Can you believe EMV has already been around in the U.S. for a year? Last October 1st marked the liability shift for EMV and changed the way credit and debit card payment transactions occur. Now that EMV has hit its one-year milestone, experts are taking a look at how EMV adoption has performed and what shortfalls have occurred during the last twelve months.
Slow Chip Card Distribution
Throughout the past year, EMV integration started as a slow and painful process for many key payment players, but has now picked up in terms of adoption. The distribution of chip cards showed to be a slow-moving process, as many consumers still lacked an updated card by December of 2015 – well past the liability shift. Since millions of chip cards had to be produced, not all consumers received their chip cards by the liability shift, causing a significant disruption for the world of payments.
EMV Certification Delays
The certification and deployment of EMV technology was another major issue involving EMV integration during the first year. Many merchants who met the liability shift and had EMV-capable equipment were not able to process chip cards. The problem? Most terminals lacked the appropriate certification needed to accept EMV technology by the liability shift. Required EMV certifications for EMV-capable products from processors and acquirers caused substantial delays, leading to integration and certification bottlenecks that slowed down the deployment of EMV-capable solutions.
“Activation and certification is one significant issue,” said Jared Drieling, Strawhecker business intelligence manager, when referring to the delays many experience waiting for a payments entity to certify the POS terminal’s EMV application as compliant. “There’s a large base of merchants out there essentially waiting in a queue.” Availability of EMV POS terminals can also be an issue in some cases.
EMV Challenges for Merchants
The transformation to EMV technology also caused challenges for merchants. In fact, most merchants did not meet the liability shift, even though they were aware of the potential risks of becoming fully responsible in an instance of counterfeit fraud. Most merchants claimed cost was a main reason why they did not upgrade in time to EMV-capable solutions. Merchants who transition to EMV not only have to upgrade their POS systems to support EMV, but also have to replace their card readers and hardware used to assist with the transaction, making it costly for any business. Merchants also claimed lack of time researching and implementing EMV was another reason they did not meet the EMV deadline.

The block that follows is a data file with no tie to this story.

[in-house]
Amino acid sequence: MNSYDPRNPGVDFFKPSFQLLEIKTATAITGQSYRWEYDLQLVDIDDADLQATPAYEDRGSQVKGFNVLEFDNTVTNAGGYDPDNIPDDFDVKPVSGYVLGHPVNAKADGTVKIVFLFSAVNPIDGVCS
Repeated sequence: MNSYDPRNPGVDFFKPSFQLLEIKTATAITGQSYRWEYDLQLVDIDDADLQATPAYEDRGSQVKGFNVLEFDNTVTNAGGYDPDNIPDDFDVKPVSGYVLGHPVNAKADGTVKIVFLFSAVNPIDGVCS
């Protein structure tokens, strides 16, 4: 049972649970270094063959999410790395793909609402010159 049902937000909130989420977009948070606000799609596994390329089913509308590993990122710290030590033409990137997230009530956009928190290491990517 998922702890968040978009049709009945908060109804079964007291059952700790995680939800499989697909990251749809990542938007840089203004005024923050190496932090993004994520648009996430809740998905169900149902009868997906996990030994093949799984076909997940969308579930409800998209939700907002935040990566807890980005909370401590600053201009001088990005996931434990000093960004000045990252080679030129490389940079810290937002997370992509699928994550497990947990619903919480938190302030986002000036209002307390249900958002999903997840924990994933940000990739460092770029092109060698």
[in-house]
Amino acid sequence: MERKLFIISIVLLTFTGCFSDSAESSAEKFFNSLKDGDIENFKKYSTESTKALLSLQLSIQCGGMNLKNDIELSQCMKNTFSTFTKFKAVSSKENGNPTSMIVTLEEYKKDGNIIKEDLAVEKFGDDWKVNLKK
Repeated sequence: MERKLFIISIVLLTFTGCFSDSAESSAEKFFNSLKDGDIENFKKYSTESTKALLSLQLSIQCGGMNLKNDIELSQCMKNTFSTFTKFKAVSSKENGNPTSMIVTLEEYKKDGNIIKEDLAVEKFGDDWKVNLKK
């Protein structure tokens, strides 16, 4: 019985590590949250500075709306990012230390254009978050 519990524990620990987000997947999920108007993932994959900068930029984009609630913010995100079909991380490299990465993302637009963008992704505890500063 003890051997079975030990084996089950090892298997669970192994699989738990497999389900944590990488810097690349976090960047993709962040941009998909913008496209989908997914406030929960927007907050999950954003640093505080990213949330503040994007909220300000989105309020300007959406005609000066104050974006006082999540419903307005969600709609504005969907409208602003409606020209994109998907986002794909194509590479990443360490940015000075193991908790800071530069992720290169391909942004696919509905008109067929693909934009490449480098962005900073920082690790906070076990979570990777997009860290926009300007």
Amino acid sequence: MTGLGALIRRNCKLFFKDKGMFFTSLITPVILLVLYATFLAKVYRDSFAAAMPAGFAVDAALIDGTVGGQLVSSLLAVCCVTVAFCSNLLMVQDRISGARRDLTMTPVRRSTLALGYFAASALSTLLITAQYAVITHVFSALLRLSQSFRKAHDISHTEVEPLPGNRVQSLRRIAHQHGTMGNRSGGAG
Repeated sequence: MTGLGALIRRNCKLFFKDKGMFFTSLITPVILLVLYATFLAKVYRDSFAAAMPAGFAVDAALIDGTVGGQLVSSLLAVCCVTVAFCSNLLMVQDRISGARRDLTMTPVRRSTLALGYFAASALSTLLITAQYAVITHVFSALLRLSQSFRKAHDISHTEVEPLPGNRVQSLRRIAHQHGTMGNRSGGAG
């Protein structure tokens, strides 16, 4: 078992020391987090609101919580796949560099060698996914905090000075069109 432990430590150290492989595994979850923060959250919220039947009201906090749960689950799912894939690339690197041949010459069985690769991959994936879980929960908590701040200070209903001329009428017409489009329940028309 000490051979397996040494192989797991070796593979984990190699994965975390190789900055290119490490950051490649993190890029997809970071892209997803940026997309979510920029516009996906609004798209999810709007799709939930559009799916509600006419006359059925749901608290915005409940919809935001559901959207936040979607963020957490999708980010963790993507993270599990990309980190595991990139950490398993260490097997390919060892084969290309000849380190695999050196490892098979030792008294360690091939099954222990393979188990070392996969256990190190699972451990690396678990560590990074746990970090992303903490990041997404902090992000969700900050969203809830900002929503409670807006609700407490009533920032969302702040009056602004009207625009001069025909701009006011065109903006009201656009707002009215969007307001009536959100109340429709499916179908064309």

Chip Card Complaints
There was also the complaint of how long it took for a chip card to be processed at the terminal. Since chip cards must remain inserted in the terminal to complete the transaction, many felt that EMV transactions took longer to complete compared to the standard swiping of a card at a terminal. In reality, the difference is just a few seconds. Not to mention, many consumers did not know how to use their chip cards properly the first few months, which caused longer lines in stores and frustrated consumers.
Online Fraud Spike
With EMV now increasing card-present security, fraudsters are instead targeting online fraud instead. Rurik Bradbury of TransUnion refers to this change in tactic as the “ripple effect” and that online fraud will significantly increase because of the new chip cards. In fact, several other countries that implemented EMV technology years ago experienced the same ripple effect.
“That’s the seismic aftershock effect of that October (2015) rule change. The same happened in countries preceding the U.S. with EMV. With the EMV adoption, what has happened in other countries – Australia, Canada, the U.K. – there has been a big rise in online fraud. By making it more difficult to commit fraud in-store with EMV, the shift to online has accelerated,” said Bradbury.
The Future for EMV
Although there were glitches and setbacks throughout the first year for EMV, the transition from magnetic-strip cards to chip cards has continued to grow, as more merchants begin to adopt EMV technology and more consumers receive an EMV chip card. EMV adoption is expected to reach 90% by 2017 and there has been more engagement from merchants during 2016 than 2015.
“We are seeing more engagement now from merchants [since] the first of the year,” said J. Craig Shearman, vice president for government affairs and public relations for the National Retail Federation. “They understand a little more about what the liability shift is and understand more about what the process is.”
A survey conducted by Creditcards.com also found that presently, over 70 percent of consumers have a chip card. This is a huge growth considering in September of last year, only 14 percent of consumers possessed a chip card.
The first year for EMV has proven to be an interesting one. Delays and setbacks caused frustration for many involved with the adoption of EMV while increased pressure for merchants to become compliant proved to be a major concern. Chip cards equally showed to cause some confusion. However, EMV technology has proven to help increase security for card-present transactions, yet experts now need look into providing solutions to prevent fraudsters from committing crime online.
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